The Quest for a Game

My current favourite video game is a sort of puzzle-rhythm game for the Nintendo DS called Elite Beat Agents. My brother introduced me to the game when we were home in the Philippines last December. It’s a good thing, too. I’ve been playing and enjoying the game since January while the game only got released in Australia just a few days ago.

The thing is, I’ve already played through the default level once and almost done playing the more difficult level. I just felt like it was getting a bit old. Although I still enjoy it, I want to be able to play new or different songs. I then realised that I should’ve also bought the original Japanese version of the game called Osu! Tatakae! Ouendan! while I was still in the Philippines. I was pretty sure it was available there as my brother had one.

Then, a few weeks ago, I felt fortunate that we were going to Japan. I could just buy the Japanese game when we get there. As a side note though, the sequel of the game will be released in Japan a week after we return to Melbourne! Damn. Anyway, I’ve placed Ouendan on my what-to-do-in-Japan list.

I only started to actively search for the game about mid-way into our stay in Japan. I thought that it would be very easy to find. Just go to the rack where all the other Nintendo DS games are and pick it out from there. But, no. I didn’t find it in the first electronics shop I went to. In the second shop, I decided to get help from one of the sales people on the floor.

I tried asking him: “Osu Tatakae Ouendan wa arimasu ka?” I hoped I said “Do you have Osu Tatakae Ouendan?” correctly. Right or wrong, he started talking to me. Here’s the problem: I may know how to ask the right question, but I’m not fluent enough in Nihongo to understand the reply. I tried reading his body language but there was nothing. His face was expressionless and he wasn’t making any hand gestures as he talked.

I clarified to him that I don’t really speak Japanese very well: “Nihongo ga hanasemasen.” Translation: “I don’t speak Japanese.” which is actually a bit ironic since I’m saying it in Japanese. He started talking again and he was moving his two index fingers and thumbs to form a rectangle in the air this time. The gesture didn’t help any as I still couldn’t understand what he was saying. He could still be speaking in Japanese or a heavily accented English. I can’t really tell. I finally gave up, apologised (“sumimasen”) and left the shop. They probably didn’t have the game, anyway. I was definitely regretting my failure to brush up on my Nihongo before we went to Japan.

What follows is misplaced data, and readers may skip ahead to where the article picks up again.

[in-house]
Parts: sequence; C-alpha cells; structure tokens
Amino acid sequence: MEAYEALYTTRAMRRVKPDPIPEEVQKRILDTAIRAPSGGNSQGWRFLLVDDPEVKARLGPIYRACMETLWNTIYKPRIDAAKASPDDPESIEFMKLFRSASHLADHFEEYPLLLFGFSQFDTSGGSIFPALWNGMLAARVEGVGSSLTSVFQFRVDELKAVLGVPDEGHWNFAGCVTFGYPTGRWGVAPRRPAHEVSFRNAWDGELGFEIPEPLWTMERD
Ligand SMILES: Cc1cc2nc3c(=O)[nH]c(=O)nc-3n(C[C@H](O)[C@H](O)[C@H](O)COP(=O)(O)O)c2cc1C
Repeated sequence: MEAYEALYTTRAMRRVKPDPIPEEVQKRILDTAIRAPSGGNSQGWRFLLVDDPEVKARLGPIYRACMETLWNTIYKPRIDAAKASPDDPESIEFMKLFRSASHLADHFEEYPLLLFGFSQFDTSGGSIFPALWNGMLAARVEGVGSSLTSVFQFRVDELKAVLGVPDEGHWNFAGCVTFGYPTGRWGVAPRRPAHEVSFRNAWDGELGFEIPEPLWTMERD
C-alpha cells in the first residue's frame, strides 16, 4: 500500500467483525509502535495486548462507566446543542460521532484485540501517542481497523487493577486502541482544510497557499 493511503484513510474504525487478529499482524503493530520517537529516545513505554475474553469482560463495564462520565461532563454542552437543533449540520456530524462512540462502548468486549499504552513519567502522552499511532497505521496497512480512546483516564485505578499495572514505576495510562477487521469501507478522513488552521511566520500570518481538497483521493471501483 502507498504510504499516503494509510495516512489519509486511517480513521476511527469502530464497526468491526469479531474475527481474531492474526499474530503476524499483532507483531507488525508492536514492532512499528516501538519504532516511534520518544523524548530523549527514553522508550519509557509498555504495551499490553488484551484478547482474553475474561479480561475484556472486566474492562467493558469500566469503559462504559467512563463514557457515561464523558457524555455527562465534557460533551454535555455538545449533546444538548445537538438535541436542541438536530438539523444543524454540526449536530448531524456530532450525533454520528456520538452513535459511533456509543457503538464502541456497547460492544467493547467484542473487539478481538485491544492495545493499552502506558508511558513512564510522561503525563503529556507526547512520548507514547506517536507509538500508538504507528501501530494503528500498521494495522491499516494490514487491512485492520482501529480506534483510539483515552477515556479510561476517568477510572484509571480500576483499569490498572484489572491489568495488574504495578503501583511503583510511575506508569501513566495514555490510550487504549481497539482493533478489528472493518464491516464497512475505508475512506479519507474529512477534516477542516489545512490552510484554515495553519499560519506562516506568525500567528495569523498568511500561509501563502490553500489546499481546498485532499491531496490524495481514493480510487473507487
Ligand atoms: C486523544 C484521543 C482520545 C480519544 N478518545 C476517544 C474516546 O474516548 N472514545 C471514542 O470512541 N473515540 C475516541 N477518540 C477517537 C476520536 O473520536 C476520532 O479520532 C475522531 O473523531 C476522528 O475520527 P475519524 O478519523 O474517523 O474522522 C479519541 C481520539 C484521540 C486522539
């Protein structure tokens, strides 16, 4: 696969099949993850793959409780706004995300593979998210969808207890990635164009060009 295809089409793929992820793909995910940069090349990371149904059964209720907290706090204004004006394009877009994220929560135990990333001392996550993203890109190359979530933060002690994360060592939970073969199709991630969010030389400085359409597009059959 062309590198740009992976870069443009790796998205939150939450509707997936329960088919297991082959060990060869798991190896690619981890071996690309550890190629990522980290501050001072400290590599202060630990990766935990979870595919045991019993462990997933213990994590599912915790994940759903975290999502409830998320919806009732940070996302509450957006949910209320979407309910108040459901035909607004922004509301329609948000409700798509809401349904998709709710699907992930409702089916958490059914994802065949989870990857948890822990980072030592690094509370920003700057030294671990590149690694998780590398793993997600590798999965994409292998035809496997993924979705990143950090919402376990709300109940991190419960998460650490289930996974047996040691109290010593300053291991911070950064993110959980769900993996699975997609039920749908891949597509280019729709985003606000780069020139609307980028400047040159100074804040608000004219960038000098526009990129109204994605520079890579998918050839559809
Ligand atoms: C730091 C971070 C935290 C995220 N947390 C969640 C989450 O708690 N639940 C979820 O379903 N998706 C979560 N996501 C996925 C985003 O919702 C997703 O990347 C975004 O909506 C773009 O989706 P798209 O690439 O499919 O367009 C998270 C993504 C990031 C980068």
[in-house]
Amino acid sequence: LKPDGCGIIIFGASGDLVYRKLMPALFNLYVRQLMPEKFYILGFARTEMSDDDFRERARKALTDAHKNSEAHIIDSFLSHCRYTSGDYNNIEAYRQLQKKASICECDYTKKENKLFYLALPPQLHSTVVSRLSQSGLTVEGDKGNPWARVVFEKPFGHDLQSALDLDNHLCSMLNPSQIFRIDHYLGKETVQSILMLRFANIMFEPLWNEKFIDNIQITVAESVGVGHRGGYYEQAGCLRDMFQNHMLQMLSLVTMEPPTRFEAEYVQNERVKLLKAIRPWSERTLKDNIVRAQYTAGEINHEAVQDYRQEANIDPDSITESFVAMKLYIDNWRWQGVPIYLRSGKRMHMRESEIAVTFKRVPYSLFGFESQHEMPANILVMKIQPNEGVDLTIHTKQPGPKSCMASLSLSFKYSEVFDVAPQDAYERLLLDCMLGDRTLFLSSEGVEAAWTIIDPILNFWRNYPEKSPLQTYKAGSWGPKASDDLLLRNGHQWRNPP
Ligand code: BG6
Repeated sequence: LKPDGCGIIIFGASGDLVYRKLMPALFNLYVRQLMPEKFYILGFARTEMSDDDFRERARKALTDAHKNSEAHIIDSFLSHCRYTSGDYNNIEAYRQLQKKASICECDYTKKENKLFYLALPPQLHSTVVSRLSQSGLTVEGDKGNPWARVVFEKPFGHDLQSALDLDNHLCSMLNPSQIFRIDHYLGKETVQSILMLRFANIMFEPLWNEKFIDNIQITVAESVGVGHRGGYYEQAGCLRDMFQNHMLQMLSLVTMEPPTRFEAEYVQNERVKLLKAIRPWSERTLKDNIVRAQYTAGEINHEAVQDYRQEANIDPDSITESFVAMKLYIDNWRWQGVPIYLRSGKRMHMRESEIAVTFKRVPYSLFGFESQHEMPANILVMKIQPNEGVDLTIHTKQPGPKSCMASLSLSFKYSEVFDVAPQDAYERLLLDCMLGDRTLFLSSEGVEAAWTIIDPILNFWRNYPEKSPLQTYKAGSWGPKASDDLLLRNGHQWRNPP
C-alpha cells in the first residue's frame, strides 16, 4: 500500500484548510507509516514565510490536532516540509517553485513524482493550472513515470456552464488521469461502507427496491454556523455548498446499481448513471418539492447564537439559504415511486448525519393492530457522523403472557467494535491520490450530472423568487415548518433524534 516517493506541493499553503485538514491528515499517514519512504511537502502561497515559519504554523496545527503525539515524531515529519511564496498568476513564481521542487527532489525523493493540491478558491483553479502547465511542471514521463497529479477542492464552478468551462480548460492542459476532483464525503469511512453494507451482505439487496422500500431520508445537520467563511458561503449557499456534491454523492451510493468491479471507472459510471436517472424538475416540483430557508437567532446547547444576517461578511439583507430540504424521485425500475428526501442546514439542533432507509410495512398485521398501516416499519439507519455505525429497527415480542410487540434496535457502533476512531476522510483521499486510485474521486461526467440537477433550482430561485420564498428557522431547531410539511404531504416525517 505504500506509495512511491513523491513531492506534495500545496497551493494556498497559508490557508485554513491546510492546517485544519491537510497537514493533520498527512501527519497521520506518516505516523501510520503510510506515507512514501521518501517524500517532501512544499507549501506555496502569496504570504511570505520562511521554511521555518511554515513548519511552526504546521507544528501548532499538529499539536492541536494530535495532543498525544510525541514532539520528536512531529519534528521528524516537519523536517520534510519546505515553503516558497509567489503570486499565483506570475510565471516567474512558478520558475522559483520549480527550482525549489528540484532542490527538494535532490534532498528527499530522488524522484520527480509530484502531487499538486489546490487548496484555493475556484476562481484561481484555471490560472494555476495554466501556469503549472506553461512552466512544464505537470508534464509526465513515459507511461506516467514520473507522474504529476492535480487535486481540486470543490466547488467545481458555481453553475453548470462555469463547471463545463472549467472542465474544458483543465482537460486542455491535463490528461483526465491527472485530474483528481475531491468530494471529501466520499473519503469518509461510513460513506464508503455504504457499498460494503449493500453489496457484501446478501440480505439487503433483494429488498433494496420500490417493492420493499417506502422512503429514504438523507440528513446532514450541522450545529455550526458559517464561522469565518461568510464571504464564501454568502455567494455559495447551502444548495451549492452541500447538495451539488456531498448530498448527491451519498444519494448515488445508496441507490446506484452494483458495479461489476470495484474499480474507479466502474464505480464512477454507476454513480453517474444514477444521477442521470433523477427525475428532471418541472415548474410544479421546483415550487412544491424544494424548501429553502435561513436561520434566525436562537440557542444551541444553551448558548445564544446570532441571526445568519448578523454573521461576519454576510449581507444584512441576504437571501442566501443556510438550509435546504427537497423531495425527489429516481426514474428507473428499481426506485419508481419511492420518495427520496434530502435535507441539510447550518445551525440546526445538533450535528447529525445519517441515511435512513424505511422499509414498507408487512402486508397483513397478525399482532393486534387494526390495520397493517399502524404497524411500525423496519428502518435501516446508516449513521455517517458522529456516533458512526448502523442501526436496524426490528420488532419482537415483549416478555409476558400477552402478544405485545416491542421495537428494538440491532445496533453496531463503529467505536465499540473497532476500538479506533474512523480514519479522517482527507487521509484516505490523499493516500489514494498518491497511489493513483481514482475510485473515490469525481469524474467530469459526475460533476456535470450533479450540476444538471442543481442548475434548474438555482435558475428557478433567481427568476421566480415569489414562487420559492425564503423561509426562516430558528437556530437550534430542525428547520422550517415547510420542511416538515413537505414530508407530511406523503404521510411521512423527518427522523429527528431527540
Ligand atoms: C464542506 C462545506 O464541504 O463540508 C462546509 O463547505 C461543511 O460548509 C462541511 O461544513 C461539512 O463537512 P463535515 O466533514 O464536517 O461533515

On our last full day in Japan, we went to Akihabara, an area in Japan known for lots of electronics shops. I didn’t realise that the place also had lots of manga and anime shops! Anyway, I digress. If there was a place I’d find the game, it must be there at Akihabara. We also did our homework before hand. I had Raquel write down the kanji (Chinese characters) for the name of the game on a piece of paper so that I could just show the piece of paper to the sales person next time. That should avoid any further confusion as to which game I really wanted.

The good thing about Akihabara was that more employees at the shops speak English. They were able to tell me that the game was just sold out, at least. After going through several shops, I finally found a shop that has the game in stock! At last, my search was over. I promptly bought it, of course. Mission accomplished.

Published in: on May 8, 2007 at 10:23 pm  Comments (4)